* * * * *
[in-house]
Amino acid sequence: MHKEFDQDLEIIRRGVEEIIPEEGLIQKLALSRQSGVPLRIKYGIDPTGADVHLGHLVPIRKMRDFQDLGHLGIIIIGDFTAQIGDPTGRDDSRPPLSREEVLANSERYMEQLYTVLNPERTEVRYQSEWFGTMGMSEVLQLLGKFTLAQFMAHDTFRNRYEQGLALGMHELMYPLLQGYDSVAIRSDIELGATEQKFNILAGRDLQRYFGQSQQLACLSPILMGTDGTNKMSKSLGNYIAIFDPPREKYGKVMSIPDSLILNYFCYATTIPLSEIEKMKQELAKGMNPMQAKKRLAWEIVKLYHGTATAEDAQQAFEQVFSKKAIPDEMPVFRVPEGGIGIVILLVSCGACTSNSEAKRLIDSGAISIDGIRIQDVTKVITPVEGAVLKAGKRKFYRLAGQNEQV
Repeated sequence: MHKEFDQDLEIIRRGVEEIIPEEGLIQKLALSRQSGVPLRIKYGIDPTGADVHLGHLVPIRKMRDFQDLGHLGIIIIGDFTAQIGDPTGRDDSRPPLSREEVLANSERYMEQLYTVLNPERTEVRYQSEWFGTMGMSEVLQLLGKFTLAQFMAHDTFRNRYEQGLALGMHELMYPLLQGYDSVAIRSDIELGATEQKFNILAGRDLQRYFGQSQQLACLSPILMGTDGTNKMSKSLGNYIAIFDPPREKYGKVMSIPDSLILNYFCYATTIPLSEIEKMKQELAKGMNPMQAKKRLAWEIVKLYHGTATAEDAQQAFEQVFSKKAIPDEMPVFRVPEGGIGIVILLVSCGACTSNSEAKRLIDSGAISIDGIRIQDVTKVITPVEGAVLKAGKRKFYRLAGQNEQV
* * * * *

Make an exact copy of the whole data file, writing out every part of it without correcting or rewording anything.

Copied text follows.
[in-house]
Amino acid sequence: MHKEFDQDLEIIRRGVEEIIPEEGLIQKLALSRQSGVPLRIKYGIDPTGADVHLGHLVPIRKMRDFQDLGHLGIIIIGDFTAQIGDPTGRDDSRPPLSREEVLANSERYMEQLYTVLNPERTEVRYQSEWFGTMGMSEVLQLLGKFTLAQFMAHDTFRNRYEQGLALGMHELMYPLLQGYDSVAIRSDIELGATEQKFNILAGRDLQRYFGQSQQLACLSPILMGTDGTNKMSKSLGNYIAIFDPPREKYGKVMSIPDSLILNYFCYATTIPLSEIEKMKQELAKGMNPMQAKKRLAWEIVKLYHGTATAEDAQQAFEQVFSKKAIPDEMPVFRVPEGGIGIVILLVSCGACTSNSEAKRLIDSGAISIDGIRIQDVTKVITPVEGAVLKAGKRKFYRLAGQNEQV
Repeated sequence: MHKEFDQDLEIIRRGVEEIIPEEGLIQKLALSRQSGVPLRIKYGIDPTGADVHLGHLVPIRKMRDFQDLGHLGIIIIGDFTAQIGDPTGRDDSRPPLSREEVLANSERYMEQLYTVLNPERTEVRYQSEWFGTMGMSEVLQLLGKFTLAQFMAHDTFRNRYEQGLALGMHELMYPLLQGYDSVAIRSDIELGATEQKFNILAGRDLQRYFGQSQQLACLSPILMGTDGTNKMSKSLGNYIAIFDPPREKYGKVMSIPDSLILNYFCYATTIPLSEIEKMKQELAKGMNPMQAKKRLAWEIVKLYHGTATAEDAQQAFEQVFSKKAIPDEMPVFRVPEGGIGIVILLVSCGACTSNSEAKRLIDSGAISIDGIRIQDVTKVITPVEGAVLKAGKRKFYRLAGQNEQV